Interesting Times


By James Brock

“May You Live In Interesting Times” is an old expression that has often come to mind in recent months. 2020 and now 2021 certainly seem to fit the description of ‘interesting times’. The past fourteen months or so have been times of stress and change in almost every aspect of our daily lives. From the Covid pandemic to political turmoil; from soaring stock markets to rampant job losses; from exploding government debt to school and business closures, the past year or so have seemed like an obstacle course combined with a marathon of indefinite length.

The uncertainty of the times has been strongly reflected in the gold and silver bullion markets. Spot prices have been very volatile, increasing from 50 to 85 percent over their prior five year averages. ‘Premiums,’ or the amount above spot you pay for physical bullion, have also been very volatile this year in response to market demand.

During ‘normal’ times, gold and silver bullion are great ‘alternative savings’ and hold up well against inflation. For example, a silver quarter has nearly always been worth a gallon of gas since the mid-1960s (no matter the price of gas in dollars). And since the late 1800s, an ounce of gold is almost always equivalent to a good hunting rifle. Turbulent times can temporarily alter the relative value of gold and silver to these standards.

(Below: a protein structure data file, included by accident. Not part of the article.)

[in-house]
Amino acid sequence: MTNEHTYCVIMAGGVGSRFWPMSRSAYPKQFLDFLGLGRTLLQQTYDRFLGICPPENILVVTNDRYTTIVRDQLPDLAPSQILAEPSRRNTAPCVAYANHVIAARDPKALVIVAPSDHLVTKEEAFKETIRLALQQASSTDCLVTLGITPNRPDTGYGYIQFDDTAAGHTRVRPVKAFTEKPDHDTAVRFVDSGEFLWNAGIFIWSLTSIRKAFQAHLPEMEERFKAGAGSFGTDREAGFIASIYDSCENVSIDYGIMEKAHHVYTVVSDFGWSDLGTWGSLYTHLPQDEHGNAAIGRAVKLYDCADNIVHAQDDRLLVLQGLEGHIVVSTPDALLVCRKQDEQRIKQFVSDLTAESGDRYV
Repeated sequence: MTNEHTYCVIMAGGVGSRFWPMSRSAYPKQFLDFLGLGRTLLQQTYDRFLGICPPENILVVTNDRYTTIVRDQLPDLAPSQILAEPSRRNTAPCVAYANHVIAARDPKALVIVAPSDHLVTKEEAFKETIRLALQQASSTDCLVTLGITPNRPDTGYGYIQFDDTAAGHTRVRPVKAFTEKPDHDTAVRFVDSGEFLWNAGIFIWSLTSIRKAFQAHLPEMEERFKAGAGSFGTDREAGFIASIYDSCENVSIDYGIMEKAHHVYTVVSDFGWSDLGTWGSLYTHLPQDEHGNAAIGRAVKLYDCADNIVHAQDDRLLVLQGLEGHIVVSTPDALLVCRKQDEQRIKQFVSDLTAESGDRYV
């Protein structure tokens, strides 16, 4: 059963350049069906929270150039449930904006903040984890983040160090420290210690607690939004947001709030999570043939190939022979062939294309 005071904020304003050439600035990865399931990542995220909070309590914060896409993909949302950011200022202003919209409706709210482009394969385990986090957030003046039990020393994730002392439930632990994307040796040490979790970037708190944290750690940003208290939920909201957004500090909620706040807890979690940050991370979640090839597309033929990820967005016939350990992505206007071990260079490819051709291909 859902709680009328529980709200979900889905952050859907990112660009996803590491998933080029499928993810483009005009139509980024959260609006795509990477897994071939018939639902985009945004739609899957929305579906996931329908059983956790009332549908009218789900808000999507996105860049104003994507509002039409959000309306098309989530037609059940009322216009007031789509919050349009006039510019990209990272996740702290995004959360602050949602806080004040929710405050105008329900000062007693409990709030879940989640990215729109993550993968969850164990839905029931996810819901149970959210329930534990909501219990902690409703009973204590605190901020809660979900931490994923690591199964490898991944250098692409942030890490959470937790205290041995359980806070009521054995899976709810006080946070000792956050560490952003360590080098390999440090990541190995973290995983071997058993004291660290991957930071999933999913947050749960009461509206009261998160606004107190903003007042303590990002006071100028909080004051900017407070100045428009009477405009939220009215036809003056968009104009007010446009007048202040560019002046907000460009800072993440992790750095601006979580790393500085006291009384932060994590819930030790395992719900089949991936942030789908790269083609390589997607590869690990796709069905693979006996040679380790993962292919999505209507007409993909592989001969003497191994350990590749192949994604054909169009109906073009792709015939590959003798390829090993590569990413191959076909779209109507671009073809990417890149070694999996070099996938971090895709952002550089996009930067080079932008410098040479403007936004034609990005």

During times of crisis, gold and silver tend to increase even more than inflation and can provide good short term returns. Even with the recent increases, gold and silver are far from their inflation adjusted ‘all-time’ highs and are being purchased in near-record amounts even causing some shortages of physical bullion.

Adjusted for inflation, the prices of gold and silver in 2011 (the end-part of the housing crisis/bubble) were $2201 and $55.81 in today’s dollars.

No one can truly predict what will happen in the future. Any financial decision comes with some level of risk. However, if you are concerned about inflation and the future of our economy, you should speak with your financial advisor or your friendly neighborhood numismatist.

Finally, the opening quote is a good one, but despite its persistent reputation as a Chinese curse, it has no known origin in the Chinese language and probably comes from speeches and correspondence of Joseph Chamberlain, a late 19th century British ambassador to China.

Author James Brock is a numismatist at Coin and Bullion Reserves.